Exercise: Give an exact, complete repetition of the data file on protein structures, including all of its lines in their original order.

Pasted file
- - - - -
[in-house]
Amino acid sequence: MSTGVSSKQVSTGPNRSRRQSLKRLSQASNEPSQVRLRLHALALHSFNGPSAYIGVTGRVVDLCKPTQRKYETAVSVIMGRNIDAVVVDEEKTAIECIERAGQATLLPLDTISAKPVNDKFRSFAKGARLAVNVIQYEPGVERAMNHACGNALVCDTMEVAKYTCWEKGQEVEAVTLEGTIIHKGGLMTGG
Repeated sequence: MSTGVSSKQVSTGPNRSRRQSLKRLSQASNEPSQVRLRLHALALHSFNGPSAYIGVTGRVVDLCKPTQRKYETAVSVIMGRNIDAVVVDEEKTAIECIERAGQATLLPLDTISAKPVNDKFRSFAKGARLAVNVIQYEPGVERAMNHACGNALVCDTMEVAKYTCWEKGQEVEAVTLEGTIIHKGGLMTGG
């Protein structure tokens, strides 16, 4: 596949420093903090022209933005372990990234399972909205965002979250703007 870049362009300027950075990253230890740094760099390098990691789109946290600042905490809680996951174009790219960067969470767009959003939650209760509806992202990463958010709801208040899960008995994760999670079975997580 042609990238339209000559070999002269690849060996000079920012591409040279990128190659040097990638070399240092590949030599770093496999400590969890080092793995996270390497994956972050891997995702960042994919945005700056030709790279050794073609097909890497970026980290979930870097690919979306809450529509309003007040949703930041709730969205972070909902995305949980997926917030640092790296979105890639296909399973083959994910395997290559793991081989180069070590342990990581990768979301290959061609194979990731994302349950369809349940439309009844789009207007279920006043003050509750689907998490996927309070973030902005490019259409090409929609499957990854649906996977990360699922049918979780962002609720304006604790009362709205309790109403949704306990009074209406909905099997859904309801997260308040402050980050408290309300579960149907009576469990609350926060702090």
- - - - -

[in-house]
Amino acid sequence: MSTGVSSKQVSTGPNRSRRQSLKRLSQASNEPSQVRLRLHALALHSFNGPSAYIGVTGRVVDLCKPTQRKYETAVSVIMGRNIDAVVVDEEKTAIECIERAGQATLLPLDTISAKPVNDKFRSFAKGARLAVNVIQYEPGVERAMNHACGNALVCDTMEVAKYTCWEKGQEVEAVTLEGTIIHKGGLMTGG
Repeated sequence: MSTGVSSKQVSTGPNRSRRQSLKRLSQASNEPSQVRLRLHALALHSFNGPSAYIGVTGRVVDLCKPTQRKYETAVSVIMGRNIDAVVVDEEKTAIECIERAGQATLLPLDTISAKPVNDKFRSFAKGARLAVNVIQYEPGVERAMNHACGNALVCDTMEVAKYTCWEKGQEVEAVTLEGTIIHKGGLMTGG
């Protein structure tokens, strides 16, 4: 596949420093903090022209933005372990990234399972909205965002979250703007 870049362009300027950075990253230890740094760099390098990691789109946290600042905490809680996951174009790219960067969470767009959003939650209760509806992202990463958010709801208040899960008995994760999670079975997580 042609990238339209000559070999002269690849060996000079920012591409040279990128190659040097990638070399240092590949030599770093496999400590969890080092793995996270390497994956972050891997995702960042994919945005700056030709790279050794073609097909890497970026980290979930870097690919979306809450529509309003007040949703930041709730969205972070909902995305949980997926917030640092790296979105890639296909399973083959994910395997290559793991081989180069070590342990990581990768979301290959061609194979990731994302349950369809349940439309009844789009207007279920006043003050509750689907998490996927309070973030902005490019259409090409929609499957990854649906996977990360699922049918979780962002609720304006604790009362709205309790109403949704306990009074209406909905099997859904309801997260308040402050980050408290309300579960149907009576469990609350926060702090």